24 July 2008

Out of Control

Christina asks what to do when you take on a project that is, frankly, out of control.

At the top level you have three options;

1. Quit and go work somewhere less chaotic,

2. Step in and be guided by the people and procsses already in play, and

3. Put aside the day to day busy work and address the key problems.

Let's presume you pick option 3.

I've written about this in the past and my opinion remains the same; the thing to do when you join a project - where the wheels are spinning but nobody's moving - is to start with risk management.

Basically the project risk management framework puts a structure in place for you to identify risks to the project (particularly time, budget and scope) and to get people to help you tackle them.  Especially your sponsor and steering committees.

It works because it is structured and formal and makes the people around you accountable for doing the right thing, rather than just what they were planning to do. It's also a good way to zero in on the critical items that are not urgent but are lurking around the corner - and need to be tackled.

That's the strategy, but in some places it's hard to find the time to deploy it.

So four more suggestions;

1. Get help. 

Pick someone in your team and enlist them in your risk management mission.  They do the paperwork and organise meetings.  You do the leading, motivating and investigating to help get things moving along.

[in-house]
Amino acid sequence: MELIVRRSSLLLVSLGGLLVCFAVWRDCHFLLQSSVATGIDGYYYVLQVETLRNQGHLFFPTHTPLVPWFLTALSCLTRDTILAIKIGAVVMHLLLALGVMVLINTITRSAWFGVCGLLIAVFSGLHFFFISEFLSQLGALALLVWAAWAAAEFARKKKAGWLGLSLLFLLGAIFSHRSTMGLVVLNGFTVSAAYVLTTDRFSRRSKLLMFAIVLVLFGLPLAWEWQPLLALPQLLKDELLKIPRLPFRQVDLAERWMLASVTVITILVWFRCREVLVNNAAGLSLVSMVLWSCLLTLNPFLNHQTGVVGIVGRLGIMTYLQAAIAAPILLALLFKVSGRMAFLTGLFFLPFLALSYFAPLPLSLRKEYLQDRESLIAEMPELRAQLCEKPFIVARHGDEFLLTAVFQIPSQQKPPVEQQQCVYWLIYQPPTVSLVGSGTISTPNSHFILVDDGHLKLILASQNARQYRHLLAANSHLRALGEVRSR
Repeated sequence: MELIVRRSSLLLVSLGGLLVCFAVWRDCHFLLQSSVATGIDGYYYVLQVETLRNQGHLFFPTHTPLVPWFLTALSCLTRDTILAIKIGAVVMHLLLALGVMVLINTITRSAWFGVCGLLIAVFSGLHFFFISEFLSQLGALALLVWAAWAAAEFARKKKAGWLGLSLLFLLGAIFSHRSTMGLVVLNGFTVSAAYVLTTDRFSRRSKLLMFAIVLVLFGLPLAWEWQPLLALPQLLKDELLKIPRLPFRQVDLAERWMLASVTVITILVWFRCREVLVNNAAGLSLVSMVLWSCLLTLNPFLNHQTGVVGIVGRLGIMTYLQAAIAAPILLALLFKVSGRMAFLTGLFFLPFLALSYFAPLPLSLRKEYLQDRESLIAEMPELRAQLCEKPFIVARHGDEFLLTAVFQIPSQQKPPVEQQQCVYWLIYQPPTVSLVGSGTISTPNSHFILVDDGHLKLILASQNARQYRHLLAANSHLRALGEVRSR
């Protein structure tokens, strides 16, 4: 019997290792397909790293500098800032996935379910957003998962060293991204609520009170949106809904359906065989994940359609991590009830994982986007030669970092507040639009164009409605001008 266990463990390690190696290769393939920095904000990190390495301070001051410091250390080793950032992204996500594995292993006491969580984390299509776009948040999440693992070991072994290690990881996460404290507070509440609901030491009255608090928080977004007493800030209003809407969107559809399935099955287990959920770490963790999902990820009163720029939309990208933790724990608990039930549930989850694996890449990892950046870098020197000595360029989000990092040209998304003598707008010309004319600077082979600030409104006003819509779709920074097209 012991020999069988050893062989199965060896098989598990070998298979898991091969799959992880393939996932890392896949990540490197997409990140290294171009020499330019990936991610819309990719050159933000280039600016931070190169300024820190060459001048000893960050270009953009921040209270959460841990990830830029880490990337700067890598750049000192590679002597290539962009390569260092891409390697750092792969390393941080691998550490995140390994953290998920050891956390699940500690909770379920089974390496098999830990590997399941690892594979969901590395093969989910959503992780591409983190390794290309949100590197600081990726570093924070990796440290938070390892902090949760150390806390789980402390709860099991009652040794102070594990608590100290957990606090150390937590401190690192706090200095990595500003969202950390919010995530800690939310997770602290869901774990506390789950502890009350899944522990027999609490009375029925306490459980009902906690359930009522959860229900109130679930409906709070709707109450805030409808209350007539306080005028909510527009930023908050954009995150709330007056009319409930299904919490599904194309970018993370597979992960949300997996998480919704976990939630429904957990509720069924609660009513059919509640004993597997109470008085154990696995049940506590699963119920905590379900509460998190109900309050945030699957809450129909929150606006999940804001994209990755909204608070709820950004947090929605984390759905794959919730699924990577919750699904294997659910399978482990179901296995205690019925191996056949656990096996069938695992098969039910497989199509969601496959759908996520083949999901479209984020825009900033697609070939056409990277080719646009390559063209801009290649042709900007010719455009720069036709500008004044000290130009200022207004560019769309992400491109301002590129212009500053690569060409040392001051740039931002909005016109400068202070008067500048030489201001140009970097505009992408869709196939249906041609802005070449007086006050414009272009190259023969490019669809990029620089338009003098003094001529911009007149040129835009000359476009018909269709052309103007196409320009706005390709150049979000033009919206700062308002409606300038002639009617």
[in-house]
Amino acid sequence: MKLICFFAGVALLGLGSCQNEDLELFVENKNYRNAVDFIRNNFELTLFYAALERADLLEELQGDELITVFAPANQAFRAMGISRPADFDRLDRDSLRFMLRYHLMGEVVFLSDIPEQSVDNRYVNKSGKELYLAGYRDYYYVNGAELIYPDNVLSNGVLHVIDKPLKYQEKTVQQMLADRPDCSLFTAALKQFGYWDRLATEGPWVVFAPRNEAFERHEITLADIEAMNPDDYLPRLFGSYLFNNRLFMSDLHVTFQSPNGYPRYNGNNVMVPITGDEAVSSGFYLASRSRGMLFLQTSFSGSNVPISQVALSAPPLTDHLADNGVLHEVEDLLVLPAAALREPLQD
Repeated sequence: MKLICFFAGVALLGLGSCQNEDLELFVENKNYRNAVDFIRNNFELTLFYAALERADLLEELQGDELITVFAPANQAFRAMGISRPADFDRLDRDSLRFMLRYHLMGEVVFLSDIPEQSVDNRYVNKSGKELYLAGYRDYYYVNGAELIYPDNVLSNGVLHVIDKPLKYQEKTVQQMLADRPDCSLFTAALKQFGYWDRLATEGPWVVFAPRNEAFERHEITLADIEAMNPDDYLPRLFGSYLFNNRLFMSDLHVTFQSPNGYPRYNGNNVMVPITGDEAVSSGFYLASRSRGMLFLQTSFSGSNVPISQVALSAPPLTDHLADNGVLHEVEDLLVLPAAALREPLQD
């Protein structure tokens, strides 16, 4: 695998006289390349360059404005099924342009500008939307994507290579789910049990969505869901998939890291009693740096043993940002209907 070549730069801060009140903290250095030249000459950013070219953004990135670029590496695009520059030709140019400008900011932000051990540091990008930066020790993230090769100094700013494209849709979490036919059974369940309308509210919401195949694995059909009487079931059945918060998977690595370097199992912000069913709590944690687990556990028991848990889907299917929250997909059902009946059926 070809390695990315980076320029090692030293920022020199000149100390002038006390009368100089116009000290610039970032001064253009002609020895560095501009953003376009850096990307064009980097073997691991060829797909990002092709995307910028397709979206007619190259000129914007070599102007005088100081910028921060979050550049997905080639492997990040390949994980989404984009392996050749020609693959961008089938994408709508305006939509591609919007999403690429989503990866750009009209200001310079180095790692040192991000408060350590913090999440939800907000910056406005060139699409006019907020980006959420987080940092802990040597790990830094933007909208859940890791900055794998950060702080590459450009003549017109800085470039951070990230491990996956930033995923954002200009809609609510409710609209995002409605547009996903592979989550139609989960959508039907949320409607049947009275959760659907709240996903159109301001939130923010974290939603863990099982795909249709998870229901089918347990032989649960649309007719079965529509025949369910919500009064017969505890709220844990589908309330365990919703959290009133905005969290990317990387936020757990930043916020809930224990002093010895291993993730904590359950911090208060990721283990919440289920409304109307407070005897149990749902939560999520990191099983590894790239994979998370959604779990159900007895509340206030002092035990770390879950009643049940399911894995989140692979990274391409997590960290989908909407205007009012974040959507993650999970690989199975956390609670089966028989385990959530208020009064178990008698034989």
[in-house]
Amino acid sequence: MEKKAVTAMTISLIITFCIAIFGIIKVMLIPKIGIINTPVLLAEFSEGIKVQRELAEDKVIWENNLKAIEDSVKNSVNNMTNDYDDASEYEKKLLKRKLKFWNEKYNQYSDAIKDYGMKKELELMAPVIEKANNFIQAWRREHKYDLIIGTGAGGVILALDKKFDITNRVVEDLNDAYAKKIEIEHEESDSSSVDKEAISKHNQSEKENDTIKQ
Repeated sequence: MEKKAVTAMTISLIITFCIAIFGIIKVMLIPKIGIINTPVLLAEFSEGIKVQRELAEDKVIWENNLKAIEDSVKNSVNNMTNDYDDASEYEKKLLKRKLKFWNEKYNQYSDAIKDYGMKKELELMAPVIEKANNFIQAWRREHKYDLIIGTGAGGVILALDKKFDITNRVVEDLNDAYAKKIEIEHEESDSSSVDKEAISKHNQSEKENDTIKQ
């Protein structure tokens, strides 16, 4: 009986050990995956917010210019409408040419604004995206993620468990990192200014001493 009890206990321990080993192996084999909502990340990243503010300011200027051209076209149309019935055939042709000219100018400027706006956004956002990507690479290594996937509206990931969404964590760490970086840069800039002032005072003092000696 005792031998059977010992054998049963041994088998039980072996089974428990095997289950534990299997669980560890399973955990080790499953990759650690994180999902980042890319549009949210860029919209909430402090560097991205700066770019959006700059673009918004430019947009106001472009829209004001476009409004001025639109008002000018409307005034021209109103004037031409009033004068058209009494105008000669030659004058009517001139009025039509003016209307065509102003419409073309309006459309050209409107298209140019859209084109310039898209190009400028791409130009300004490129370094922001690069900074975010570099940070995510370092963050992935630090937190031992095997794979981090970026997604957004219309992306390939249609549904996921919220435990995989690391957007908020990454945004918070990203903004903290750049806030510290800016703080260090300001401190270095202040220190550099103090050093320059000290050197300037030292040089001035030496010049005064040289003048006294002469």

2. Don't be afraid to put other things aside.

There is often scope to drop administrative tasks such as weekly reports, meetings with team members or non critical stakehodlers. Think about whether meeting with these popel is substantially contributing to your project's goals or is just taking up yor time.  Delegate or cancel.  You have more important things to do.

3. Force a rhythm.

If your team are busy but not focused, and if the same applies to you, a quick way of getting things structured  enough to give you breating room is to set a rhythm to your teams work.  Pay attention to the natual rhythm of the project and organisation and set your cycle of events to match that.  Make one of your regular events the risk management activities.

4.  Don't sweat lost time

Often people are scambling to meet missed milestones.  They'll never recover.  Better to admit the slippage and focus on regaining control.  Otherwise you'll just keep spinning those wheels in the sand.

Anyone else got ideas?

(Picture care of Léoo™, CC and Flickr)


  1. Craig,

    this is actually an area of great interest to me. I recently wrote a blog entry about what to do when your project is in the tar pits.

    I agree with you communications is critical. I am actually doing a series of webinars for PMI (Project Management Institute) next Tuesday July 29th on "Project Communications the the Terror of the Troubled Project".

    If you or anyone else is interested, I'd be happy to send them an invite. (ameyer@go2incent.com)

    Thanks and BTW, I really enjoy your blog. You have some great ideas that are well presented.


  2. THanks ANdrew.

    Readers - here is the hyperlink to Andrew's post.

    In it Andrew talks about a project kill line - which I understand to mean a stripping back of requirements to the minimum a project can get away with delivering and still maintain sponsorship.